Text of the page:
In a “very curious” move, the DOJ is fighting in court to shield the files, including the donor list, of an anti-Iranian group. The group, United Against Nuclear Iran, consists of high-ranking former government officials and is “best known for its ‘name and shame’ campaigns, which unearth information about Western companies suspected of doing business with Iran.” A Greek shipping mogul is currently suing the group in a defamation case after the group accused him of doing business with Iran. The Justice Department has intervened in the case and is blocking the group from having to reveal its files and donor list as part of the defamation proceedings. The government’s involvement in the case is unorthodox, but “the court filings indicated close ties between the American government and a group that has proved adept at pressuring the government and corporations to isolate Iran economically.”
The CIA determined that a recent FOIA request submitted by MuckRock co-founder Michael Morisy for documents on technical problems with the CIA’s FOIA portal to be “too burdensome.” More interesting than the CIA denying a reasonably described FOIA request for being too vague was its additional argument that the CIA requires “requesters seeking any form of ‘electronic communications’ such as emails, to provide the specific ‘to’ and ‘from’ recipients.” Twitter user @Mythosopher succinctly described the CIA’s circular reasoning thusly: “You can’t see any emails or know who sent or received them. But you must request the exact email and who sent and received it.”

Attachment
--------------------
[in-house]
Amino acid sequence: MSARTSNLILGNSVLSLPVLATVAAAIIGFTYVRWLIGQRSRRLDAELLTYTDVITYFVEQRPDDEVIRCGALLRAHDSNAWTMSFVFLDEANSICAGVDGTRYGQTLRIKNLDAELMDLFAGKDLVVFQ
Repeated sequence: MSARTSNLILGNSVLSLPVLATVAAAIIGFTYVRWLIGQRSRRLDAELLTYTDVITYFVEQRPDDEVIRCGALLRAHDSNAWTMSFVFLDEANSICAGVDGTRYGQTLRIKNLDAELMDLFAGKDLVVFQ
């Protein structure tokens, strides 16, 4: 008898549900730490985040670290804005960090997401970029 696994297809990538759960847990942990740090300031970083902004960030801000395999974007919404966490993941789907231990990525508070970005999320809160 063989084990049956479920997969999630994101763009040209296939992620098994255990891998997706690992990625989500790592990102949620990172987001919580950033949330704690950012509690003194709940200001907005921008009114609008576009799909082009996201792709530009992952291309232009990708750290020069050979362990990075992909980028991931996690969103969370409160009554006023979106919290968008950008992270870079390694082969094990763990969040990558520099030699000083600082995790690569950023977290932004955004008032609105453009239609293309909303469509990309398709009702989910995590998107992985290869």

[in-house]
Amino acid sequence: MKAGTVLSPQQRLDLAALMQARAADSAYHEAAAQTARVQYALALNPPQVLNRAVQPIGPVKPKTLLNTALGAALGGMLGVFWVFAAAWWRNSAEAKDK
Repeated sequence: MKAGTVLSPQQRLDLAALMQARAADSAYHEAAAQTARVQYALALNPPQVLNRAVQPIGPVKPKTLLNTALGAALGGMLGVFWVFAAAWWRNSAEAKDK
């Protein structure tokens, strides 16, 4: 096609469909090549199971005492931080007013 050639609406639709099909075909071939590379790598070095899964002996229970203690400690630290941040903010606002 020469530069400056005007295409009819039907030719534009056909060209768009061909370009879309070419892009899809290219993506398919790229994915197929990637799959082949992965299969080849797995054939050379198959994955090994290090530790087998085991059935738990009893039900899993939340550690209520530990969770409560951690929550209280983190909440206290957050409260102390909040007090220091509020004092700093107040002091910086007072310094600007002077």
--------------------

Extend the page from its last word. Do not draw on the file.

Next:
This week’s #tbt document pick is a Secret May 31, 1973, Department of State intelligence memorandum that predicted the 1973 Arab-Israeli War a little over four months later. Check out William Burr’s March 2013 posting for the whole story behind the document and the exceptionally difficult task of finding it.
Reagan-era EO 12333 Comes Under Scrutiny, Authors of 9/11 Commission Report Call for More IC Transparency, and Much More: FRINFORMSUM 7/24/2014